Written By: Gothmog
Colombian Necktie: A slit across the neck under the jawline that makes the tongue fall out of said slit. That’s pretty metal, right? Totally. And before you get any ideas, Los Angeles’s Colombian Necktie have already secured that band name. You may be quick to say “Obvious death metal band is obvious,” but you’ll be happy to know that Colombian Necktie are a self-described sludgecore band, which sees them combining sludge riffs and progressions with hardcore songwriting styles. Having released numerous EPs and splits via Bandcamp, the band released their self-titled début in 2013. A year has changed the band, it seems, as the end product that is Twilight Upon Us shows them successfully merge two unlikely sub-genres.
Clocking in at a little over three and a half minutes, opening track “Stockholm ‘73” pretty much tells you what this album is all about: heavy, muddy, and chunky riffs with no-bullshit song-writing approach. Before the track seems like it’s going to keep up with the low tempo and massive chords, the band kicks it up and starts going into a gallop before diving up and down with the dynamics. If it’s any indication, these guys know when to change things up and do it right.
Colombian Necktie are great for getting right to the point and not teasing you or leading you on. Song-writing is definitely the band’s main focus on Twilight Upon Us, and that’s where they shine. Songs usually lean towards either sludge or hardcore, with moments landing nicely in between, yet they manage to throw in enough surprises to keep you ready for the next crushing transition. That attention-getting switch ends up being inconsistent, however, and not always necessarily on-point. Later in the album, on a track like “Drought,” the band gets sloppy, making each chord progression more predictable and mundane to listen to. There’s good songs on this album, but some definitely falter when compared to the rest.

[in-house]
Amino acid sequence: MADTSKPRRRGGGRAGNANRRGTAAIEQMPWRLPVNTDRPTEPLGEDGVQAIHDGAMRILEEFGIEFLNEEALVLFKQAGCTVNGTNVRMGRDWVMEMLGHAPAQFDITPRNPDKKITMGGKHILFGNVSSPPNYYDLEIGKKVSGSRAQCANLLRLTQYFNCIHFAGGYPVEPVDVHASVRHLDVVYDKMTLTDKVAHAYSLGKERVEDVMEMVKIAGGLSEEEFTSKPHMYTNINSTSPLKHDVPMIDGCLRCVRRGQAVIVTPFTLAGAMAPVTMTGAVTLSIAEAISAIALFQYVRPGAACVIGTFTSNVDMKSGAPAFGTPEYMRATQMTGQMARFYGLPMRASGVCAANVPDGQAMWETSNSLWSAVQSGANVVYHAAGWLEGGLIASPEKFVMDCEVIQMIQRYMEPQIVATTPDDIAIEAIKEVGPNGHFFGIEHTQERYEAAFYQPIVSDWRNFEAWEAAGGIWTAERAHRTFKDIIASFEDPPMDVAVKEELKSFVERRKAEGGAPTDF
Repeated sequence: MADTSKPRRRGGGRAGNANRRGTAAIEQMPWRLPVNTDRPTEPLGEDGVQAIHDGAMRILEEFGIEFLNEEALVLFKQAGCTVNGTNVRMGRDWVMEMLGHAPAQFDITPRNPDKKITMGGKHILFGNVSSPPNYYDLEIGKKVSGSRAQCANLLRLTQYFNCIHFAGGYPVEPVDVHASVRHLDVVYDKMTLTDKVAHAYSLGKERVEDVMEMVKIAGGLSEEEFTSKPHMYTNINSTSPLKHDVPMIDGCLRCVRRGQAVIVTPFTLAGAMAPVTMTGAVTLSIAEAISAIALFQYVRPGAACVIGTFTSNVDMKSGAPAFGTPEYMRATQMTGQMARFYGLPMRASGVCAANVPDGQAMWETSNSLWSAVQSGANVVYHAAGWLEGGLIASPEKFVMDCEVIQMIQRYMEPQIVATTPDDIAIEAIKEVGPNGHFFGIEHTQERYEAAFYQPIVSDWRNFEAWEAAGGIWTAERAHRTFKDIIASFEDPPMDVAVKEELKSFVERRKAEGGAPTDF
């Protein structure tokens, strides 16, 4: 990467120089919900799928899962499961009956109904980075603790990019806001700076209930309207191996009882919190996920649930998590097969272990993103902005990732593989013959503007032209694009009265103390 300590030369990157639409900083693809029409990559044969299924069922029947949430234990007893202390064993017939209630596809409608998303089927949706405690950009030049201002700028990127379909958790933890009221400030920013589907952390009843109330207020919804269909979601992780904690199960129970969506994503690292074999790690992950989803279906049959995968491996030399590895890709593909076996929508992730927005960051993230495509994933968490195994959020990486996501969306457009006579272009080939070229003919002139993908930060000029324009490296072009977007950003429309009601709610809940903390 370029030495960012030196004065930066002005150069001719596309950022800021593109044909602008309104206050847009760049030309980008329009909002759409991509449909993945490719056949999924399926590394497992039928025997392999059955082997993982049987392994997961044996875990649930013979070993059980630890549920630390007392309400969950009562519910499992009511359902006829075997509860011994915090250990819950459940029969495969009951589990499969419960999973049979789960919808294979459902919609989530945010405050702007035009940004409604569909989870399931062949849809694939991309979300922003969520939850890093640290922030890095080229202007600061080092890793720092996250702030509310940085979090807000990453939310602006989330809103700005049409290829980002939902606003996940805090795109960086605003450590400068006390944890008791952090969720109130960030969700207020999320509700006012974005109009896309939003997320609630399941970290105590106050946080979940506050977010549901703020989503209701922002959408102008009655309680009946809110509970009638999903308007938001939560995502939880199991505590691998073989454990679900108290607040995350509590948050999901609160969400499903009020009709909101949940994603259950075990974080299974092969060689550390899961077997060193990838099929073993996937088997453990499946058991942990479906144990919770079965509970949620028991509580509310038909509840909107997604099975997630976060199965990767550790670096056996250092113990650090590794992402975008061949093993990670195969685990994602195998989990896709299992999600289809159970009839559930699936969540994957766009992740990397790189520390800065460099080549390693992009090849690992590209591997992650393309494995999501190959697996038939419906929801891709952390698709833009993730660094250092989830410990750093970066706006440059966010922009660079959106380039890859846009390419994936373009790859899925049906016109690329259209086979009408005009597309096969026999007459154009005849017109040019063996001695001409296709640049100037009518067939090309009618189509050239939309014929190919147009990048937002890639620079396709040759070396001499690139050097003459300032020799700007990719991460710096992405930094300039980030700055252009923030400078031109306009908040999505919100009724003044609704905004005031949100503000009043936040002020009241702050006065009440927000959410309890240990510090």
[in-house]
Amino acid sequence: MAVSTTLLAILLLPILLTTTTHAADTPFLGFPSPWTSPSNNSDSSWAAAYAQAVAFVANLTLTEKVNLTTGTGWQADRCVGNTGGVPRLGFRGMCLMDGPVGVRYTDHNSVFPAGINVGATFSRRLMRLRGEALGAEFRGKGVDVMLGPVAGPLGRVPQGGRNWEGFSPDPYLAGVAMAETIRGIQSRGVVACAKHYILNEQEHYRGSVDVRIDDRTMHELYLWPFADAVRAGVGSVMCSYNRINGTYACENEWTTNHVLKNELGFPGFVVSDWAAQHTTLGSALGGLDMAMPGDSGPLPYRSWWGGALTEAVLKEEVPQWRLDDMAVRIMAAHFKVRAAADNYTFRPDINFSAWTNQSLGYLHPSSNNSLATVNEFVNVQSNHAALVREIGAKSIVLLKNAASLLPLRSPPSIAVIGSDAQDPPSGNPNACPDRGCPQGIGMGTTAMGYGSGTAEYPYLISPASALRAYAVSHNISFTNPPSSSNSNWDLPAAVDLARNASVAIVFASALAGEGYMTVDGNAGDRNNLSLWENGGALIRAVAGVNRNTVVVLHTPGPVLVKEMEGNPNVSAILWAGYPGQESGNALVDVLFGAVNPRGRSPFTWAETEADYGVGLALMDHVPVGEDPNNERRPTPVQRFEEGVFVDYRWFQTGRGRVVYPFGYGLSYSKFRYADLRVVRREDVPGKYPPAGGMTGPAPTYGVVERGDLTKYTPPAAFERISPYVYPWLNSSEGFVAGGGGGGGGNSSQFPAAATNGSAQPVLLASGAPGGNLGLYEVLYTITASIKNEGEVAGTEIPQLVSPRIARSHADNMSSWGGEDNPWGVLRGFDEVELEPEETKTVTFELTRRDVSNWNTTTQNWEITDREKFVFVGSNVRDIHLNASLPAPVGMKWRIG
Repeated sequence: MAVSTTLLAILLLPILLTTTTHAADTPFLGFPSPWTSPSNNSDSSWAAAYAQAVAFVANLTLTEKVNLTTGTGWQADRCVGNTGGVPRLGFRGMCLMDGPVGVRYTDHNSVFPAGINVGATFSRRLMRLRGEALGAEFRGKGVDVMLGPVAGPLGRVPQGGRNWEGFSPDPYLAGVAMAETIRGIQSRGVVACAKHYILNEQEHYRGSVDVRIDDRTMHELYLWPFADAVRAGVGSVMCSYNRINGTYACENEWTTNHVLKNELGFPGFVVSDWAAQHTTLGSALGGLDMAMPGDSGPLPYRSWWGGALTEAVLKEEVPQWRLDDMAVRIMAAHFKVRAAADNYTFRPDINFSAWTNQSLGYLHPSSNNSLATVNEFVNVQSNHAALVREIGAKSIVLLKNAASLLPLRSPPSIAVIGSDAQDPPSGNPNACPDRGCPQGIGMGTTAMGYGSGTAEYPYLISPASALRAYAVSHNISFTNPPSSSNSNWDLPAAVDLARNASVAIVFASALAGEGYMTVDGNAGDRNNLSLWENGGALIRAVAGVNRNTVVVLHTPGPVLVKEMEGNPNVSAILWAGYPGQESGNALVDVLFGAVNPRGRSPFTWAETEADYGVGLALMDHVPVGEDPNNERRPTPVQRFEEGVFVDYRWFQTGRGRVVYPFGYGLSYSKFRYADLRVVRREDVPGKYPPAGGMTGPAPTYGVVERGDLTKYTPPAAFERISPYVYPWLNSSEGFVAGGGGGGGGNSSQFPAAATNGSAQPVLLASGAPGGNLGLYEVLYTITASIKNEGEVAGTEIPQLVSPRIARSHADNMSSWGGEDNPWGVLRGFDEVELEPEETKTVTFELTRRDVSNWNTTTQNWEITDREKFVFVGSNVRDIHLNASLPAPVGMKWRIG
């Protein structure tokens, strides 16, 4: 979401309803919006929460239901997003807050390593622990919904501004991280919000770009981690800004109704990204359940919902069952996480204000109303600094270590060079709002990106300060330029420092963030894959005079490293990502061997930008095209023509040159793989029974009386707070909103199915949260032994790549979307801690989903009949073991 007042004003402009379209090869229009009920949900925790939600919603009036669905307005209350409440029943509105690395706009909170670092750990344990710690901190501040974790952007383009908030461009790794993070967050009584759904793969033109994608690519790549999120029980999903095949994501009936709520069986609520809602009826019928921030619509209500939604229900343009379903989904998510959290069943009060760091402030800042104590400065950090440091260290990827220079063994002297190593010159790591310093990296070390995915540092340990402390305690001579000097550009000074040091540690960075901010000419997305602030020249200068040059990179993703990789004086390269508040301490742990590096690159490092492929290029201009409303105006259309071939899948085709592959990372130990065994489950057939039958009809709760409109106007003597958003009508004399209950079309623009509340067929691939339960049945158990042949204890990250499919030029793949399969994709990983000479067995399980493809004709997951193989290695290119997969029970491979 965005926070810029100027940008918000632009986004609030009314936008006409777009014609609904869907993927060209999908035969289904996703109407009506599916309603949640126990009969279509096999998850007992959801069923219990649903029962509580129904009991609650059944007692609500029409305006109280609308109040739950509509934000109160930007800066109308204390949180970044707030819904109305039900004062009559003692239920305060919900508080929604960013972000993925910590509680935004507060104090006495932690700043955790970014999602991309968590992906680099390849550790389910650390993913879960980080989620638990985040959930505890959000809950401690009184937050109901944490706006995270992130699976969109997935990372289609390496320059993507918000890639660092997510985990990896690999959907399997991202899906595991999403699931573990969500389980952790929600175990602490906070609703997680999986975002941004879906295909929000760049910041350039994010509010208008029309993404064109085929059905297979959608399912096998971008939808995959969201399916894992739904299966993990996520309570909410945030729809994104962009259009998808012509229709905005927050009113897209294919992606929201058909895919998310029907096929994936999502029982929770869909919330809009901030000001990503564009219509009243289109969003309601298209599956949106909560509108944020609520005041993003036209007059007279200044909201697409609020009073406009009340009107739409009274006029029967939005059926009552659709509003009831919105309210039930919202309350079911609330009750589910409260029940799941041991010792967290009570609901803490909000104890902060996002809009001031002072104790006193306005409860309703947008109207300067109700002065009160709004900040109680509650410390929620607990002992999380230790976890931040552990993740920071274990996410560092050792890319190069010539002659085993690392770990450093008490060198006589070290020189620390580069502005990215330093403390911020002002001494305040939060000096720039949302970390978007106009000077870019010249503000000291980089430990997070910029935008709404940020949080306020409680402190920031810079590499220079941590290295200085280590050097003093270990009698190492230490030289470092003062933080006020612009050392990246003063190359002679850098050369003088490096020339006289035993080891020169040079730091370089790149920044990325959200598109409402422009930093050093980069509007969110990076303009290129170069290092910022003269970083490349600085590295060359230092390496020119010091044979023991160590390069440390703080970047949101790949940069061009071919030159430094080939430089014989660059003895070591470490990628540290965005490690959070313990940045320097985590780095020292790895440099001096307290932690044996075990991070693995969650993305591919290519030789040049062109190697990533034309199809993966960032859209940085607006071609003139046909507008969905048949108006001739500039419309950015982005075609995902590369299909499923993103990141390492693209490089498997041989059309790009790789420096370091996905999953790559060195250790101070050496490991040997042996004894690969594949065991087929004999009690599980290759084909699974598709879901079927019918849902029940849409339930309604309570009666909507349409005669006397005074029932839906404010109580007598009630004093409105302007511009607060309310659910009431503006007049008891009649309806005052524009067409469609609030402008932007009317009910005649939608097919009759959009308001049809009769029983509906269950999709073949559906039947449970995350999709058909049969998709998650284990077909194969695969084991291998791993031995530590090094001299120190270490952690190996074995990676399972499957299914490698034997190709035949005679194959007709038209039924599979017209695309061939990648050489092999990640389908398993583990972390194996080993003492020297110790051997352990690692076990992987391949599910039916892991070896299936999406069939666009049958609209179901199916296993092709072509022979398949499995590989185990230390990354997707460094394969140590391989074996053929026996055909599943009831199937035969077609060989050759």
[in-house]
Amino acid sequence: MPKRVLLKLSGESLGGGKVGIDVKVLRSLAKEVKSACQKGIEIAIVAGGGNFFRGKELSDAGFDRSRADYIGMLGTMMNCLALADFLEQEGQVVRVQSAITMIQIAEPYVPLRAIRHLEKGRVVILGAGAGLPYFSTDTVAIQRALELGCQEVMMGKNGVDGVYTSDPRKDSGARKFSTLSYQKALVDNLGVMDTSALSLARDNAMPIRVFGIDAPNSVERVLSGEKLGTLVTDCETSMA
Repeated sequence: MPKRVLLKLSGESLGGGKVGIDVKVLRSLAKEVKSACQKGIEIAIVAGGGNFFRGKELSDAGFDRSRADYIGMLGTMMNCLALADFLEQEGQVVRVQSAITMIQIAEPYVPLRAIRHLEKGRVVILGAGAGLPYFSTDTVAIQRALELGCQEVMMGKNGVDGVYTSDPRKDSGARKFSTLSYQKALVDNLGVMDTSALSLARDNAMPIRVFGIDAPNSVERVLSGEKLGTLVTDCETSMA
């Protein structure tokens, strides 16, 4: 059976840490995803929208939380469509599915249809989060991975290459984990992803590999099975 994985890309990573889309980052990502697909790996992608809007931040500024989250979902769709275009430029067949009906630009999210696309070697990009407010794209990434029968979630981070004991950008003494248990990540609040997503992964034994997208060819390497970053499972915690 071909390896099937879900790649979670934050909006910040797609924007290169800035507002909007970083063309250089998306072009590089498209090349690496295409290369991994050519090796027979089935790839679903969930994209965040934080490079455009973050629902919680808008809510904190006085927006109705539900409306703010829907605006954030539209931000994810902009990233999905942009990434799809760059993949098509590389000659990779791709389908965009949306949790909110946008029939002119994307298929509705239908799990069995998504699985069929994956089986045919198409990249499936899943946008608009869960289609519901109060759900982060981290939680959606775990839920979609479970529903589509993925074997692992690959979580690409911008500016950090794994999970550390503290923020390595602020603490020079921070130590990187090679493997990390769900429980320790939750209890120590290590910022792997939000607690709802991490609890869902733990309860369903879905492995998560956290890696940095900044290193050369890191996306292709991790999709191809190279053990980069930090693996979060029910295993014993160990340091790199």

That’s entirely okay, though; the majority of the tracks still come through as being well written and enjoyable. Case in point are early tracks “Play the Game” and “Alternate Dimensions,” where they bounce between hardcore and sludge smoothly, and have moments where they sit securely in between. Colombian Necktie come out of their comfort zone, though, with the album’s monstrous closer, “Kevin’s Song.” A tribute to their fallen band mate, it’s the album’s high point. The ten minute epic starts off like any other song on the album, but quickly becomes so much more. After the hardcore-style intro wraps up, the band gets extremely melodic with their guitar work and the final product is unlike anything else on the album. After a few excellent transitions featuring alternate picking on the guitars and some solid lead work, they go as far to introduce trumpets to the song. And it works. There’s a lot of good songs on Twilight Upon Us, but “Kevin’s Song” is truly great and powerful because of how daring and successful it ends up being.
The production is extremely raw throughout the album, too, making the sludge influence more apparent, as if it wasn’t already. Honestly, for what the band is going for here, it works. You can hear each individual guitar clearly, with the bass providing the much appreciated low-end. Vocals and drums sit nicely with the stringed instruments, mixed to balance everything out. The sludgy quality of everything (Think Blue Record Baroness or Taste the Sin Black Tusk-sounding) helps the raw emotion come out, especially on the closing track, as it makes the album sound a lot stronger overall.
Blending and experimenting isn’t ever a bad thing, and Colombian Necktie have created something really good here. If the closing track is any indication of where this band can go, then the future should be looking bright indeed. Twilight Upon Us is a good album, and despite a some low points, it makes Colombian Necktie a band to keep on your radar for the future.